John:    "I wasn't interested in following up 'Sgt Pepper' and I don't know whether the others were or not, but I know that what I was going for was to forget about  'Sgt Pepper' . You know that was  'Sgt Pepper'  and that's alright, fine, it's over... and just get back to basic music ... The songs and most of it is just as good as anything we recorded and there was lots of group activity going down. I love the White Album ... Dylan broke his neck and we went to India. Everybody did their bit. And now we’re all just coming out, coming out of a shell, in a new way, kind of saying, remember what it was like to play...I’ve got no regrets at all, ‘cuz it was a groove and I had some great experiences meditating eight hours a day -- some amazing things, some amazing trips -- it was great. And I still meditate off and on. George is doing it regularly. And I believe implicity in the whole bit. It’s just that it’s difficult to continue it. I lost the rosy glasses. And I’m like that. I’m very idealistic.  So I can’t really manage my exercises when I’ve lost that. I mean, I don’t want to be a boxer so much. It’s just that a few things happened, or didn’t happen. I don’t know, but something happened. It was sort of like a (click) and we just left and I don’t know what went on. It’s too near -- I don’t really know what happened....There’s no point in dropping out because it’s the same there and it’s got to change. But I think it all comes down to changing your head and, sure, I know that’s a cliche... If destruction’s the only way he can do it, there’s nothing I can say that could influence him ‘cuz that’s where he’s at, really. We’ve all got that in us, too, and that’s why I did the 'Out and In' bit on a few takes and in the TV version of 'Revolution' -- 'Destruction, well, you know, you can count me out, and in,' like yin and yang. I prefer 'out.' But we’ve got the other bit in us. I don’t know what I’d be doing if I was in his position. I don’t think I’d be so meek and mild. I just don’t know."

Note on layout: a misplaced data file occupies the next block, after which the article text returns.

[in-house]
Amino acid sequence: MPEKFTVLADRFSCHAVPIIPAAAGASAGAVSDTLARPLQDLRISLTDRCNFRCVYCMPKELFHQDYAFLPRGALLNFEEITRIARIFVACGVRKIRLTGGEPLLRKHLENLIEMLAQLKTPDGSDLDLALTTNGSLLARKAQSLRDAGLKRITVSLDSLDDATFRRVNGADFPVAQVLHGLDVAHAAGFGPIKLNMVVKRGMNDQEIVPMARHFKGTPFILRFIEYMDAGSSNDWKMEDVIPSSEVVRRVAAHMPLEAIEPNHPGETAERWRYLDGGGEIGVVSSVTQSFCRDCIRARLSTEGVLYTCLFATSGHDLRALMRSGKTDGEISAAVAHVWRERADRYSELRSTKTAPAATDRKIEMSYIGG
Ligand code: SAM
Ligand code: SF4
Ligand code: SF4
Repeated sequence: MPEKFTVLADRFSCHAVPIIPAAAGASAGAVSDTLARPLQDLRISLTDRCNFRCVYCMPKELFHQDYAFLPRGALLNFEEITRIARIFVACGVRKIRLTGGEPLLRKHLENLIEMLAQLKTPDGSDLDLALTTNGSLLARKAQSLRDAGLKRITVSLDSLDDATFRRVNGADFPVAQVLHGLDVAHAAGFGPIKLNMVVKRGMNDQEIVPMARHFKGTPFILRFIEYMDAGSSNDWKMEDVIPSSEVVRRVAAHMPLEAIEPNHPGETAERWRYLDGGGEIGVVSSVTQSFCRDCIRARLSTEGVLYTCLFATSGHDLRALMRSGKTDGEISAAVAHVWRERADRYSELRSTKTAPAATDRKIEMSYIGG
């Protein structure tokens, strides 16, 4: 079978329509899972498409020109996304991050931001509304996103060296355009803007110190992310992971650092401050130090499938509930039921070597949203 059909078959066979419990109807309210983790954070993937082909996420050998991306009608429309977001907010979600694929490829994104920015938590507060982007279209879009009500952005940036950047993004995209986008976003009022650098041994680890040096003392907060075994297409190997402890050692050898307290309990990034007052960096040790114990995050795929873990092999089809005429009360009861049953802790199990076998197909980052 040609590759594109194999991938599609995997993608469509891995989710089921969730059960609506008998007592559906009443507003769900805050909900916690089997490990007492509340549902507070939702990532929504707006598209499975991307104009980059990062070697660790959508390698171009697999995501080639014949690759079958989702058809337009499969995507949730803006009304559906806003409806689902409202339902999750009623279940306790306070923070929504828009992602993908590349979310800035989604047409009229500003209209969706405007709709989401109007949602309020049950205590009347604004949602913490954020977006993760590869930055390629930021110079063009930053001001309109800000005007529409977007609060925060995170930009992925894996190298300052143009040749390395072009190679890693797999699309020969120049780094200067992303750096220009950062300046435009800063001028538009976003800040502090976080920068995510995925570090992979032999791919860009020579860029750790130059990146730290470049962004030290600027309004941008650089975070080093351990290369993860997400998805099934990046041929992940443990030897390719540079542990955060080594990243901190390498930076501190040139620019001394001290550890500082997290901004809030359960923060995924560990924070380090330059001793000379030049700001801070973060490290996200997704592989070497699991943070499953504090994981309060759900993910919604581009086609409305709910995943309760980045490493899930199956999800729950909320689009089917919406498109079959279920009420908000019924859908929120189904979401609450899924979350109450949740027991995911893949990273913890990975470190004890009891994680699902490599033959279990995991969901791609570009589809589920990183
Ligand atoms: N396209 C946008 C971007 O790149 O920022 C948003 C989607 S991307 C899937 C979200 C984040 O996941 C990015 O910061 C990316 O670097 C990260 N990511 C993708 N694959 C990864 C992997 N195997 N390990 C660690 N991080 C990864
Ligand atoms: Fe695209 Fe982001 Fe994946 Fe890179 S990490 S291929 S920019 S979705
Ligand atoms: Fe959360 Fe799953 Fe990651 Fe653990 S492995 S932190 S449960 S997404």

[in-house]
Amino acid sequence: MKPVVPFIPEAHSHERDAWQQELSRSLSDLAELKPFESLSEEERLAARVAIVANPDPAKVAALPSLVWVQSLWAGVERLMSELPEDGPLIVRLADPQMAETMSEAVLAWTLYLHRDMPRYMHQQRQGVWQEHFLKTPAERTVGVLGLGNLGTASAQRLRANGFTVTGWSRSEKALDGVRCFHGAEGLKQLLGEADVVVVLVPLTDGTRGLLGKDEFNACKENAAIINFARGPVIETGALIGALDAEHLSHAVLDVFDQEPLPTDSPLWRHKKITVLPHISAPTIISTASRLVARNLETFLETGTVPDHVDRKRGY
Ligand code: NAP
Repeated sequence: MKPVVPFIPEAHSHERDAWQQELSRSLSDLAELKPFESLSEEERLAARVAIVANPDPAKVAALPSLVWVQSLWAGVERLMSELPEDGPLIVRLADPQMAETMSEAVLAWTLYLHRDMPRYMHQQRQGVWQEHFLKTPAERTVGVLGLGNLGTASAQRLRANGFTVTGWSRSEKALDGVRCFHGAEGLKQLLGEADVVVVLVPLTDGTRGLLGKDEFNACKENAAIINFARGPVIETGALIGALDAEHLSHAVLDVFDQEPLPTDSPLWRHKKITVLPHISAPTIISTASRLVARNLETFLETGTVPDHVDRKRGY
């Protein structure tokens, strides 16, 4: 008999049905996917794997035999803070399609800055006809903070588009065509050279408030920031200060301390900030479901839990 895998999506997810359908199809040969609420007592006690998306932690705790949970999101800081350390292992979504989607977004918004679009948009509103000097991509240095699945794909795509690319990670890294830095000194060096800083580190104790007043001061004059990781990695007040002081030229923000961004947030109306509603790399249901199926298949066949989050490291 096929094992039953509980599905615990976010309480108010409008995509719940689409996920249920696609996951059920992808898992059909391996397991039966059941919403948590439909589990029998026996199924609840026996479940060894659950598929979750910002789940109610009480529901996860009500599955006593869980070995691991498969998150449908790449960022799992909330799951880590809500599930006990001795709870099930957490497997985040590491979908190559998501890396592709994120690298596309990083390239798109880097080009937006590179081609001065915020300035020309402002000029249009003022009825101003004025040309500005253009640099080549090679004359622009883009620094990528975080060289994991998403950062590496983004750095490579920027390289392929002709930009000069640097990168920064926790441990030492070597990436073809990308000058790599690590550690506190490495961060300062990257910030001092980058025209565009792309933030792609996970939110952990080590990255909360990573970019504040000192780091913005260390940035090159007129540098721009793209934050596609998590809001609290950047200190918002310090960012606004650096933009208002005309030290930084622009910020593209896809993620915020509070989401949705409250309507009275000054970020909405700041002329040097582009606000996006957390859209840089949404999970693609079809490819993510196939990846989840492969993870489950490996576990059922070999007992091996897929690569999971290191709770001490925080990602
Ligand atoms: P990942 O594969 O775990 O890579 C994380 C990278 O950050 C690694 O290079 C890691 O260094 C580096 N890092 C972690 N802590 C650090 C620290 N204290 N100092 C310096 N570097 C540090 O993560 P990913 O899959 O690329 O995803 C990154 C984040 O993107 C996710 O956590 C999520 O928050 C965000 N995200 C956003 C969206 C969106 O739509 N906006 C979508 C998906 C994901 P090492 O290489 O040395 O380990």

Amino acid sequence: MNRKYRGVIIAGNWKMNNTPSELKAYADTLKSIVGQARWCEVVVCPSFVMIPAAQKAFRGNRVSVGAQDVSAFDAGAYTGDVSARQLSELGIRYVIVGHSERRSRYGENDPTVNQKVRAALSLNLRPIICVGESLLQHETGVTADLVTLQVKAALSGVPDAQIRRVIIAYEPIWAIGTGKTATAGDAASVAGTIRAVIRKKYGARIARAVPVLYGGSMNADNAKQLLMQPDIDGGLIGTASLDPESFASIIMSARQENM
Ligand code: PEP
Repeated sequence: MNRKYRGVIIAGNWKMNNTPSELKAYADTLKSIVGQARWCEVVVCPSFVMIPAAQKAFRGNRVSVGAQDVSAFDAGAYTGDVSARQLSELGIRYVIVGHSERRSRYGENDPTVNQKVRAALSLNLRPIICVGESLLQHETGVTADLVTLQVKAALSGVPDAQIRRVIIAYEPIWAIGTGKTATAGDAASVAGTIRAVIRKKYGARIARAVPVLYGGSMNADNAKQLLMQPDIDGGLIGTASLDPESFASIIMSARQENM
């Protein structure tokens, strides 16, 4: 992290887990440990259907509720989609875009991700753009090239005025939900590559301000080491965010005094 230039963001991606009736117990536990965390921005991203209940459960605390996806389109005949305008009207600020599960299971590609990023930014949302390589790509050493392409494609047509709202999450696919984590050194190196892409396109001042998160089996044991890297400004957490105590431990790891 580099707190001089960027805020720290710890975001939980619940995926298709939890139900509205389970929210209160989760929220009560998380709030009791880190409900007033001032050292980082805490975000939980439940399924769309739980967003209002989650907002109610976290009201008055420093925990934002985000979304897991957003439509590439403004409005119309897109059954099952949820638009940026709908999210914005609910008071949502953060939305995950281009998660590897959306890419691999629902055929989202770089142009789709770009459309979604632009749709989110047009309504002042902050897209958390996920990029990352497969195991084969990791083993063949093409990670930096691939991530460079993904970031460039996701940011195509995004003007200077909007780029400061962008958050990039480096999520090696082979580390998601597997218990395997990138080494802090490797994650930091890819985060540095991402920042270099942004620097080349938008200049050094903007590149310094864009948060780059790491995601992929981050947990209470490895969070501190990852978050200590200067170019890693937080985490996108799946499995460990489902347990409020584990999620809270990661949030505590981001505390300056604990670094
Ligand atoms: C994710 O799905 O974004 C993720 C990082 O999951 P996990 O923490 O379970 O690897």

Paul:    "Well it is another step, you know, but it's not necessarily in the way people expected. Uhh... On 'Sgt Pepper' we had more instrumentation than we'd ever had. More orchestral stuff than we'd ever used before, so it was more of a production. But we didn't really want to go overboard like that this time, and we've tried to play more like a band this time-- only using instruments when we had to, instead of just using them for the fun of it...Well, since we were in India we started writing this batch of songs. And we've written a few since. And this is mainly the Indian batch that we've sort of finished...We've always been a rock & roll group, I suppose, you know. It's just that we're not just completely rock & roll. That's what I was trying to say before about 'Obladi,' 'USSR,' they're all different kinds of things. We're not just completely one kind of group. 'Cuz like, when we played in Hamburg, we didn't just do rock all evening 'cuz we had to have these sort of fat old businessmen coming in and saying... (jokingly) or THIN old businessmen, as well, were coming in and saying 'Play a mambo. Can you do a rhumba?' And we couldn't just keep saying no, you know, so we had to get into mambos and rhumbas a bit. So this kind of thing is like a pretty sort of smootchy ballad-- 'I Will.' But we have to do that kind of stuff, you know, so we always played alot of kind of things. I don't know if it's getting off the subject, but that's why there's great variety in this LP-- 'cuz in everything we do, you know, we just haven't got one bag, The Beatles, you know. And 'cuz on one hand you'll get something like 'I Will' and then you'll get 'Why Don't We Do It In The Road,' you know. Just completely different things-- completely different feelings and... But it's me singing both of them. It's the same fella. Uhh, and I've wrote both of them, you know. So you can't explain it. I don't know why I do 'Why Don't We Do It In The Road' shouting it like that... and then do this sort of smootchy laughing American 'Girl From Ipenema.' ... Originally George [Martin] was the supreme producer but as things loosened up George gave us a bit of the control of the tools...I think it's a fine little album and the fact that it's got so much on it is one of the things that's cool about it."